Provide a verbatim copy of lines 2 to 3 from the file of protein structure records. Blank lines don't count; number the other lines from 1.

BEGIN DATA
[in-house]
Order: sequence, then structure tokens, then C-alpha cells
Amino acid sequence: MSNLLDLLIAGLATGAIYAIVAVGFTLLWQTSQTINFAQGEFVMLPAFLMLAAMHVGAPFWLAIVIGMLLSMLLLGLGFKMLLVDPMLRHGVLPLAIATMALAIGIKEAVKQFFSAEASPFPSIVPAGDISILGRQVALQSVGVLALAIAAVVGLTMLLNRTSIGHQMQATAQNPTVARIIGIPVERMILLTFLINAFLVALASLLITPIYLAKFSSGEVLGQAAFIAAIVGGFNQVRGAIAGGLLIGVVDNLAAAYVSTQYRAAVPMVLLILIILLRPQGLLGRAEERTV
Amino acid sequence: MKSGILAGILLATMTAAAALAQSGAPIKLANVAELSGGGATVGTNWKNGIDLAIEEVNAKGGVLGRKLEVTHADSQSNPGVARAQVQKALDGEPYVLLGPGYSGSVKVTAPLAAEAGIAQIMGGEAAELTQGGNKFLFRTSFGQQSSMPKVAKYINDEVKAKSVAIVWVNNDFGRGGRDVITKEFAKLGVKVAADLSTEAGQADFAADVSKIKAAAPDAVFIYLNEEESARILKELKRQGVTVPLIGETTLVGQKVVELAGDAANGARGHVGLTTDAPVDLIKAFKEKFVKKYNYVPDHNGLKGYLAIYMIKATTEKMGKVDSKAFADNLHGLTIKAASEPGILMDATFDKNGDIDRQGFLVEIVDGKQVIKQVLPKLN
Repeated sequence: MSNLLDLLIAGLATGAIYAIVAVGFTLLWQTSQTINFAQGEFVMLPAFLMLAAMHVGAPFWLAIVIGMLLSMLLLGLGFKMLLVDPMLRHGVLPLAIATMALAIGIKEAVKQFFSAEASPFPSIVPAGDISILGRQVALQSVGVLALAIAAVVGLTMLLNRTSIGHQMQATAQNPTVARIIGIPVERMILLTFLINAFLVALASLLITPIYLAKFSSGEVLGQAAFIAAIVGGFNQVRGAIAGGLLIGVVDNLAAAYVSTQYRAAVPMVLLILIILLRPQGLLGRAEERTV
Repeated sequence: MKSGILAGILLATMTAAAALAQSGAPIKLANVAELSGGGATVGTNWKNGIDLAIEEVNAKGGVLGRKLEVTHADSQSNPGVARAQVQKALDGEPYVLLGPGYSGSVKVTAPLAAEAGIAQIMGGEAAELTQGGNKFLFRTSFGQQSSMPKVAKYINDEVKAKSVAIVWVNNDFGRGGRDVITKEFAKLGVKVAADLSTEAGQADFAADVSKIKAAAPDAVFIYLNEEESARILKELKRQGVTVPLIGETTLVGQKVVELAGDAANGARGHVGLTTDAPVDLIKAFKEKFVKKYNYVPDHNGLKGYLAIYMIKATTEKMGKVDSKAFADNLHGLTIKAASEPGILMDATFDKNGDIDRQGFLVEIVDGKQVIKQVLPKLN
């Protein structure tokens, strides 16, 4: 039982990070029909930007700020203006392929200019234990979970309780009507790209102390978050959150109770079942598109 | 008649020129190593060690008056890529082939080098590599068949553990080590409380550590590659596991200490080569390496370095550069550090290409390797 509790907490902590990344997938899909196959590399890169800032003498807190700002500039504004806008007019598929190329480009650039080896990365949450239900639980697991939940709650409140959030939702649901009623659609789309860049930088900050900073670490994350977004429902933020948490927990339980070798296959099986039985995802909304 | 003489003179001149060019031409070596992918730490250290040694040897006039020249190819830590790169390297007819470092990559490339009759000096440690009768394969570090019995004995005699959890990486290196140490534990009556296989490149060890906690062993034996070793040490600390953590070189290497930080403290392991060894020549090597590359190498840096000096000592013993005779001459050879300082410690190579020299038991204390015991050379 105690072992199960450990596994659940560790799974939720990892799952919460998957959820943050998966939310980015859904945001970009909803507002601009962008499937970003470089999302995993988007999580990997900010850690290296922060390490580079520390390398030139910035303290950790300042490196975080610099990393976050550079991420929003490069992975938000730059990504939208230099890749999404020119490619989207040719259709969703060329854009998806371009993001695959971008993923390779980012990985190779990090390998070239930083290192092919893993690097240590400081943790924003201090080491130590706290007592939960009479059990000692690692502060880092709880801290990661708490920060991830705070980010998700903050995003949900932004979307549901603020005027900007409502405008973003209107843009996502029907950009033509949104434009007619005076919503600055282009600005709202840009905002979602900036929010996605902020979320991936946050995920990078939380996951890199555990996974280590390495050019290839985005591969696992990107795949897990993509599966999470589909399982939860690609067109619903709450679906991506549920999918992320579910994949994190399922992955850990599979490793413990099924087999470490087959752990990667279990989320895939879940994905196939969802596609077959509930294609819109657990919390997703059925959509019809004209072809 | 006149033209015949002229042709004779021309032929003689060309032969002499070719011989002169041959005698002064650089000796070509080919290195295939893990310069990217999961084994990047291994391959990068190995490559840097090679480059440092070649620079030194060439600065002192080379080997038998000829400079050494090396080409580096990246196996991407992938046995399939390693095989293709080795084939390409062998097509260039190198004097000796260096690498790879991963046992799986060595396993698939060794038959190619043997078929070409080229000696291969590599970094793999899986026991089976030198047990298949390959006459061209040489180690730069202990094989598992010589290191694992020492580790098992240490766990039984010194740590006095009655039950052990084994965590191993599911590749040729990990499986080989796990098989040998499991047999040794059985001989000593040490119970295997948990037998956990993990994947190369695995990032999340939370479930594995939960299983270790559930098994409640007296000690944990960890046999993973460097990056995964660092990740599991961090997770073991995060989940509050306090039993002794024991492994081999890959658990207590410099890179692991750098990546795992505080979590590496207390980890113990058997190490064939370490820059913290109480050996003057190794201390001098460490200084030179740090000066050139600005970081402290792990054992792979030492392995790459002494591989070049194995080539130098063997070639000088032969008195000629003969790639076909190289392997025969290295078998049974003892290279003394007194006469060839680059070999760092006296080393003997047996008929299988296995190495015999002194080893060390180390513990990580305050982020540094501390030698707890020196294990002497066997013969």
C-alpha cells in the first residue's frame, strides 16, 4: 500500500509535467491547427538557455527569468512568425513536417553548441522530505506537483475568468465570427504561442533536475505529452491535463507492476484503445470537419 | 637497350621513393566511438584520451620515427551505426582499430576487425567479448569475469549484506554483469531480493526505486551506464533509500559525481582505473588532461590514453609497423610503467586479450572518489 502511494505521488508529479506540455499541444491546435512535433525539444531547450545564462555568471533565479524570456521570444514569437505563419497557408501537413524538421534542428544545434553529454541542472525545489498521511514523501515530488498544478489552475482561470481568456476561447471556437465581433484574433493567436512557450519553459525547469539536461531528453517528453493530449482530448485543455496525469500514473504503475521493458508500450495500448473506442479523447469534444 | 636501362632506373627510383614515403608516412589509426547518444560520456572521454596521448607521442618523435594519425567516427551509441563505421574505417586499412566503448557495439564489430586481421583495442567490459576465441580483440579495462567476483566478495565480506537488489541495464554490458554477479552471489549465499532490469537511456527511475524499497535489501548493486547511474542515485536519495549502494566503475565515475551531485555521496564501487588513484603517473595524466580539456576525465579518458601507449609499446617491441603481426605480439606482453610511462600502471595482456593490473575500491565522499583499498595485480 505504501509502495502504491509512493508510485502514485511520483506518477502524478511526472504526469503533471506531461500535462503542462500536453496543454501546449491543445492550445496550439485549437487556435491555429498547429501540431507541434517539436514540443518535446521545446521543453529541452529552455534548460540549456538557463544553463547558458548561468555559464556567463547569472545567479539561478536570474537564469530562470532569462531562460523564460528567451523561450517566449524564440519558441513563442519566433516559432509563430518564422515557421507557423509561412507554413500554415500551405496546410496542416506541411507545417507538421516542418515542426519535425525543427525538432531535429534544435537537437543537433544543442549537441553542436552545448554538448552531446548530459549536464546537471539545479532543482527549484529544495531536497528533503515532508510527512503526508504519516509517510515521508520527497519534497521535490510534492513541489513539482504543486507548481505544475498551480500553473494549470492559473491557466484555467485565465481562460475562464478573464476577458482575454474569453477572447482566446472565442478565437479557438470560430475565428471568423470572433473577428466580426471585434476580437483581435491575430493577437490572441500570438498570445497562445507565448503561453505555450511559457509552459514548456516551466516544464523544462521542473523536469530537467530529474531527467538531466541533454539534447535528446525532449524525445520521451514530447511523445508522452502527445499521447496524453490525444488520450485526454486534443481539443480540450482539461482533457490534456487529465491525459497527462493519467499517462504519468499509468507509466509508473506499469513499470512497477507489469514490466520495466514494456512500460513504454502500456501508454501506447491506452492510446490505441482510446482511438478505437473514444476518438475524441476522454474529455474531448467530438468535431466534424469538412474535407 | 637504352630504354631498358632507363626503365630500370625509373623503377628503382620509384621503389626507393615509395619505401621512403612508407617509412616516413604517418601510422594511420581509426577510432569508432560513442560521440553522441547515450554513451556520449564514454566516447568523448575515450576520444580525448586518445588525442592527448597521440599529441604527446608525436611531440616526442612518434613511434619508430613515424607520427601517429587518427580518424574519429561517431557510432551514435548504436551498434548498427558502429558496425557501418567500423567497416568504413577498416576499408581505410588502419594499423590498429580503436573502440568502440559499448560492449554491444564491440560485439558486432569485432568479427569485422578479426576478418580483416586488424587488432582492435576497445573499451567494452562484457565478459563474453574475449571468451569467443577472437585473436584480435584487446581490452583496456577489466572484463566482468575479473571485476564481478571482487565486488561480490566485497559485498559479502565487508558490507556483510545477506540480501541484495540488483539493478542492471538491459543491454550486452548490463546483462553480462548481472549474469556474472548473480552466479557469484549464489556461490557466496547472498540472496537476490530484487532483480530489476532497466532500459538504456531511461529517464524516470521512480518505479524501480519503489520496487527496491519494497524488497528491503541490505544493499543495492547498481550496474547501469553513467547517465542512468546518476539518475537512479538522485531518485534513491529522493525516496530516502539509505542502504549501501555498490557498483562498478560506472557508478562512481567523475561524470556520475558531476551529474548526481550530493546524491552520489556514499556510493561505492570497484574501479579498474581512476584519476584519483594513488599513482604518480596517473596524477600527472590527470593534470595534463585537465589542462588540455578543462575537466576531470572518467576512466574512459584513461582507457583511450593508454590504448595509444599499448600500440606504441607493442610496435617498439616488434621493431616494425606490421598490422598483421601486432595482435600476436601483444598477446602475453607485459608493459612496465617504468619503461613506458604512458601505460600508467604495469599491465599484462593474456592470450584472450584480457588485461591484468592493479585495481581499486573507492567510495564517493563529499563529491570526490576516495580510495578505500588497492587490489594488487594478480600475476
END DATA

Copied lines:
Order: sequence, then structure tokens, then C-alpha cells
Amino acid sequence: MSNLLDLLIAGLATGAIYAIVAVGFTLLWQTSQTINFAQGEFVMLPAFLMLAAMHVGAPFWLAIVIGMLLSMLLLGLGFKMLLVDPMLRHGVLPLAIATMALAIGIKEAVKQFFSAEASPFPSIVPAGDISILGRQVALQSVGVLALAIAAVVGLTMLLNRTSIGHQMQATAQNPTVARIIGIPVERMILLTFLINAFLVALASLLITPIYLAKFSSGEVLGQAAFIAAIVGGFNQVRGAIAGGLLIGVVDNLAAAYVSTQYRAAVPMVLLILIILLRPQGLLGRAEERTV